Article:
Part of the benefit to borrowers, Biggs and Rauh argue, is that the federal government could offer extremely low interest rates, knowing that it can recoup the money at the individual’s retirement date. This low interest rate helps the individual who could not otherwise borrow cheaply. In addition, warming the cockles of an economist’s heart, this cash infusion can be made budget neutral. Money paid out today during the crisis will be repaid, with low interest, by the worker at retirement.
In their scenario analysis, they show that most workers 45 or older who borrowed this way would likely only delay taking their social security benefits by three months, based on a $5,000 loan made today.
In simplest terms, Biggs proposes a mechanism for financially-strapped workers during the COVID recession to access their social security benefits early, with the obvious implication that they will have less later on, in retirement.
If enacted, (Narrator: this won’t be enacted) this form of pre-retirement loan would clearly impact the most vulnerable folks – people who have no other source of savings.
In general, I like considering any so-crazy-it’s-possibly-good wonky financial idea. But this is more like a so-crazy-its-possibly-terrible financial idea. I can’t endorse robbing future Peter to pay present Peter as a humane way to solve a short-term financial crisis.
When I am declared the National Personal Financial Benevolent Dictator (NPFBD) sometime in the future, I have a few different plans for Social Security. Different from both the current plan and Biggs’ suggestions.
My plan eliminates the need for complicated math and indexing as mentioned by the first Biggs paper. In my plan, basically, everyone gets the same amount of money. It doesn’t matter what your average 35 best earning years are, indexed for wages, then further adjusted for cost-of-living, then made progressive by counting different percentages of a specific workers’ earned wages. That’s a description of the current complicated math, simplified.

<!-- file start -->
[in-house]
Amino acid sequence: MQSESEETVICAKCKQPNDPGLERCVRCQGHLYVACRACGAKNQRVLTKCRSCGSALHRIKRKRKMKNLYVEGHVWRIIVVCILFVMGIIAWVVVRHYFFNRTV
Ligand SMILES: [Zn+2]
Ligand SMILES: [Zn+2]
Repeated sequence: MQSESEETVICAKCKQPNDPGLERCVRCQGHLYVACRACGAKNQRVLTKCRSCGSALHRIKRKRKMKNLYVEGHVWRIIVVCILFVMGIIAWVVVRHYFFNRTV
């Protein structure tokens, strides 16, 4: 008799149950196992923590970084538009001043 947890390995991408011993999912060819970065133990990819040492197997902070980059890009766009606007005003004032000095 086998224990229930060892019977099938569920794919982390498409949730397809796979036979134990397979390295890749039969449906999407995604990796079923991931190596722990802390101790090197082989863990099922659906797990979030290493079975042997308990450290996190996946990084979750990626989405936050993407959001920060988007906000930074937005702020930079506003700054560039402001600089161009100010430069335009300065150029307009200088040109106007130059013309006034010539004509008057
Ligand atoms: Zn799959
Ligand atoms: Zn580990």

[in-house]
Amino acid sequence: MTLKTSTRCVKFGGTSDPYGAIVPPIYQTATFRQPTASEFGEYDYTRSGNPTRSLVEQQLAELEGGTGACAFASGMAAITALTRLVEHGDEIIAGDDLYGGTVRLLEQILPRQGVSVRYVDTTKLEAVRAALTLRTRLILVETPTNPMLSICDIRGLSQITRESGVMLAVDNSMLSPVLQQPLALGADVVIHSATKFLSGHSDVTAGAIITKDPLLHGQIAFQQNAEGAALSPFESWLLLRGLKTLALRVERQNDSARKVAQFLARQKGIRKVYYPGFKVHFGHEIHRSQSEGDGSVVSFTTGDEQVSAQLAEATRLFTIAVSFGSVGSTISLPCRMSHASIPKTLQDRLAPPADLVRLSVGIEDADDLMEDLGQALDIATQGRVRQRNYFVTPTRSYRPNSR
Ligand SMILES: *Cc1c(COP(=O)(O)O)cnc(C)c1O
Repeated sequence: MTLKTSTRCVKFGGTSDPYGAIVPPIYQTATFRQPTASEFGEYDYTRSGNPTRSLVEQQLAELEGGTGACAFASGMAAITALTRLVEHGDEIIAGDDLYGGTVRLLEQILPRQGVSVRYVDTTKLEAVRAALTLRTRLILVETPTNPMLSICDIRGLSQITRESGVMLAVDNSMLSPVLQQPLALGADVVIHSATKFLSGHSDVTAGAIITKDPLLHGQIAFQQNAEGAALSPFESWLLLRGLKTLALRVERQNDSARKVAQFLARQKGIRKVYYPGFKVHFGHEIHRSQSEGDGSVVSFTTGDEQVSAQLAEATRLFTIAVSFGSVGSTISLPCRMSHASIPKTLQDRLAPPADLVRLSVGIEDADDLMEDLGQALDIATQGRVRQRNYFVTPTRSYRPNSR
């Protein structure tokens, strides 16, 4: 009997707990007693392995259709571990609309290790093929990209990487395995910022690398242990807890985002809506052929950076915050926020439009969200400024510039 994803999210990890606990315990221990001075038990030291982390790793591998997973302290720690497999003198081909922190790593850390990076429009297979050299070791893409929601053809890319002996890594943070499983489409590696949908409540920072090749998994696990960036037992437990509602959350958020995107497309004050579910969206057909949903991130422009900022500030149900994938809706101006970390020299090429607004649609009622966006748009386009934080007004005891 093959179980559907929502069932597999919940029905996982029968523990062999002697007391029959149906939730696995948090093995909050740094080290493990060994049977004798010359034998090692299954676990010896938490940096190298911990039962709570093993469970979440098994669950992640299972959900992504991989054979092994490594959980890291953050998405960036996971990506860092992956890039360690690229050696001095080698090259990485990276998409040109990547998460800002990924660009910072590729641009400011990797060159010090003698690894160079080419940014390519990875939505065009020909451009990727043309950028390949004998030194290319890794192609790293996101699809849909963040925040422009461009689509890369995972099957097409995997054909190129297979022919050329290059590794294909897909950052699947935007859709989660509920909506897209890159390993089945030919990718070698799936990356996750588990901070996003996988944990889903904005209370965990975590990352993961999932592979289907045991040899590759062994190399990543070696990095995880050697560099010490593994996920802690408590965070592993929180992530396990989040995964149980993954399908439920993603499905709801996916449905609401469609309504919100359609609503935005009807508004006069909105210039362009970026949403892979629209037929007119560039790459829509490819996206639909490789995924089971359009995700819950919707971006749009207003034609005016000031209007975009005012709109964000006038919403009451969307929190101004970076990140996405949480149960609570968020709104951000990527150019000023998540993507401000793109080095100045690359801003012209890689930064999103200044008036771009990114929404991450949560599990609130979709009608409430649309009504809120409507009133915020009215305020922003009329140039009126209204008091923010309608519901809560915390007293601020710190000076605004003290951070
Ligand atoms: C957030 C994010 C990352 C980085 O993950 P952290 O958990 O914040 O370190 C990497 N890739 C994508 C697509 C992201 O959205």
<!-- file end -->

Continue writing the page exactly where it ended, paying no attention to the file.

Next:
Instead, in my simple plan you get, say, $32,000 a year. Or whatever flat amount we choose. Everyone gets the same amount. No math. Congratulations, you’re 67. End of story.
If your lifestyle is above that cost, so be it. You should save some money now so you can maintain your lifestyle. If your lifestyle is below that cost, so be it. You’ll feel rich in retirement.
The complicated math we currently do for social security benefits is a very convoluted way to express a couple of wrong ideas. By wrong ideas, I specifically mean the ideas that:
1. We ‘earned’ our social benefits by a lifetime of working, and
2. If we worked more or harder or got paid more, then we should get a bigger chunk of cash in retirement.
I understand the implications of not doing any tailoring of benefits to individual workers and retirees. I understand why the current system feels “fair” to many. But I think the benefits of simplicity outweigh those implications, leading to a fairer outcome overall.
A spokesperson for the Dallas office of Social Security Katrina Bledsoe said they do not comment on projections or proposed policies, so declined to respond to my query about Biggs’ ideas.
Biggs responded to my query that he is very confident about the math behind his warning about the cohort of near-retirees born in 1960. His biggest doubt is whether the national wage index will actually fall by the estimated 15 percent – a sharp decline – or whether that’s too steep an assumption. At this point – not yet halfway through 2020 – we just don’t know yet.
A version of this post ran in the San Antonio Express News.
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- Whoops, guilty as charged! ↩